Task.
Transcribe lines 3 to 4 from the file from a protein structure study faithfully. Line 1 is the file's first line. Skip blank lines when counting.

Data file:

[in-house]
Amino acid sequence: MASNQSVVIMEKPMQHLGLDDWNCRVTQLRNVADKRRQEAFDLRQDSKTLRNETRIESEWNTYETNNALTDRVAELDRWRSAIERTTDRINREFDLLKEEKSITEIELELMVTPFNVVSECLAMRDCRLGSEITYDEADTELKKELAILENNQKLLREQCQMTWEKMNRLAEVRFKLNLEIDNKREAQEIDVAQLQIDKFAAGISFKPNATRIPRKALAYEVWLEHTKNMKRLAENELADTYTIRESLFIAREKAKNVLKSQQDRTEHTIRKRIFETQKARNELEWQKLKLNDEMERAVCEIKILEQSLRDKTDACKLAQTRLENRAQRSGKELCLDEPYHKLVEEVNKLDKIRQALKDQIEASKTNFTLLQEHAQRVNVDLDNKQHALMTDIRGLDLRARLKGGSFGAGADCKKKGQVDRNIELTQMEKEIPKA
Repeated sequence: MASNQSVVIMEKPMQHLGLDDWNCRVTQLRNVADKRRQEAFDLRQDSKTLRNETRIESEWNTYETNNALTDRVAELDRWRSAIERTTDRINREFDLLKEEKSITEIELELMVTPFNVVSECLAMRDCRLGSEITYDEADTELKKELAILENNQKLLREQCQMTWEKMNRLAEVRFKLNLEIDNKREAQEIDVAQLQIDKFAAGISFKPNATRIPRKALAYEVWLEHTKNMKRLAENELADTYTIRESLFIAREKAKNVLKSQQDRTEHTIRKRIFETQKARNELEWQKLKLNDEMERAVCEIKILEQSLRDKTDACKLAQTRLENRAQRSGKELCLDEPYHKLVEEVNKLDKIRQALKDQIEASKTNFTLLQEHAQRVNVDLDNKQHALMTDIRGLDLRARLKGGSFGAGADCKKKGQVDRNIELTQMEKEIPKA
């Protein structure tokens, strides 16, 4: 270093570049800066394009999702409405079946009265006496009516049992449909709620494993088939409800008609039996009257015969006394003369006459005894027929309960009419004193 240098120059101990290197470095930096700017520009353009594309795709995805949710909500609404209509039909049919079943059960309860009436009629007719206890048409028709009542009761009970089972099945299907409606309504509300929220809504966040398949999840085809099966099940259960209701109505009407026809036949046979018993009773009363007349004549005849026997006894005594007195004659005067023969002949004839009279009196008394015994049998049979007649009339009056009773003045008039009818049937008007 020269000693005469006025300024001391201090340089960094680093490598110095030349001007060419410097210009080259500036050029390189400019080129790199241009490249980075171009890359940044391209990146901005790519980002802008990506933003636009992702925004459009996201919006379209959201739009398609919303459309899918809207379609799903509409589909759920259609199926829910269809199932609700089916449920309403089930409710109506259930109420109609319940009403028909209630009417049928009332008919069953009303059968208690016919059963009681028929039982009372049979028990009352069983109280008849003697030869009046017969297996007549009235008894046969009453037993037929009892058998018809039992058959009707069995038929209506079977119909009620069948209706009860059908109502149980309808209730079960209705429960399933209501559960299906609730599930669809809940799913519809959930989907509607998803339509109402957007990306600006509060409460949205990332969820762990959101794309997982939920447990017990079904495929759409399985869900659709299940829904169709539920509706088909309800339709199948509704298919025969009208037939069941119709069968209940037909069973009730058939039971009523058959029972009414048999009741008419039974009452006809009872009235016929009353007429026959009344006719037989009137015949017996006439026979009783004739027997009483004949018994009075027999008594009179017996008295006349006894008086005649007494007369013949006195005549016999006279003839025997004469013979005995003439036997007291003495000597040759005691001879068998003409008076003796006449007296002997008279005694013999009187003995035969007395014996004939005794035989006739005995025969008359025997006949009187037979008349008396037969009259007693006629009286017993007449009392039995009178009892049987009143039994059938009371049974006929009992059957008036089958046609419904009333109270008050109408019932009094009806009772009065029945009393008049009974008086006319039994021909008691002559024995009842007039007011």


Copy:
Repeated sequence: MASNQSVVIMEKPMQHLGLDDWNCRVTQLRNVADKRRQEAFDLRQDSKTLRNETRIESEWNTYETNNALTDRVAELDRWRSAIERTTDRINREFDLLKEEKSITEIELELMVTPFNVVSECLAMRDCRLGSEITYDEADTELKKELAILENNQKLLREQCQMTWEKMNRLAEVRFKLNLEIDNKREAQEIDVAQLQIDKFAAGISFKPNATRIPRKALAYEVWLEHTKNMKRLAENELADTYTIRESLFIAREKAKNVLKSQQDRTEHTIRKRIFETQKARNELEWQKLKLNDEMERAVCEIKILEQSLRDKTDACKLAQTRLENRAQRSGKELCLDEPYHKLVEEVNKLDKIRQALKDQIEASKTNFTLLQEHAQRVNVDLDNKQHALMTDIRGLDLRARLKGGSFGAGADCKKKGQVDRNIELTQMEKEIPKA
């Protein structure tokens, strides 16, 4: 270093570049800066394009999702409405079946009265006496009516049992449909709620494993088939409800008609039996009257015969006394003369006459005894027929309960009419004193 240098120059101990290197470095930096700017520009353009594309795709995805949710909500609404209509039909049919079943059960309860009436009629007719206890048409028709009542009761009970089972099945299907409606309504509300929220809504966040398949999840085809099966099940259960209701109505009407026809036949046979018993009773009363007349004549005849026997006894005594007195004659005067023969002949004839009279009196008394015994049998049979007649009339009056009773003045008039009818049937008007 020269000693005469006025300024001391201090340089960094680093490598110095030349001007060419410097210009080259500036050029390189400019080129790199241009490249980075171009890359940044391209990146901005790519980002802008990506933003636009992702925004459009996201919006379209959201739009398609919303459309899918809207379609799903509409589909759920259609199926829910269809199932609700089916449920309403089930409710109506259930109420109609319940009403028909209630009417049928009332008919069953009303059968208690016919059963009681028929039982009372049979028990009352069983109280008849003697030869009046017969297996007549009235008894046969009453037993037929009892058998018809039992058959009707069995038929209506079977119909009620069948209706009860059908109502149980309808209730079960209705429960399933209501559960299906609730599930669809809940799913519809959930989907509607998803339509109402957007990306600006509060409460949205990332969820762990959101794309997982939920447990017990079904495929759409399985869900659709299940829904169709539920509706088909309800339709199948509704298919025969009208037939069941119709069968209940037909069973009730058939039971009523058959029972009414048999009741008419039974009452006809009872009235016929009353007429026959009344006719037989009137015949017996006439026979009783004739027997009483004949018994009075027999008594009179017996008295006349006894008086005649007494007369013949006195005549016999006279003839025997004469013979005995003439036997007291003495000597040759005691001879068998003409008076003796006449007296002997008279005694013999009187003995035969007395014996004939005794035989006739005995025969008359025997006949009187037979008349008396037969009259007693006629009286017993007449009392039995009178009892049987009143039994059938009371049974006929009992059957008036089958046609419904009333109270008050109408019932009094009806009772009065029945009393008049009974008086006319039994021909008691002559024995009842007039007011």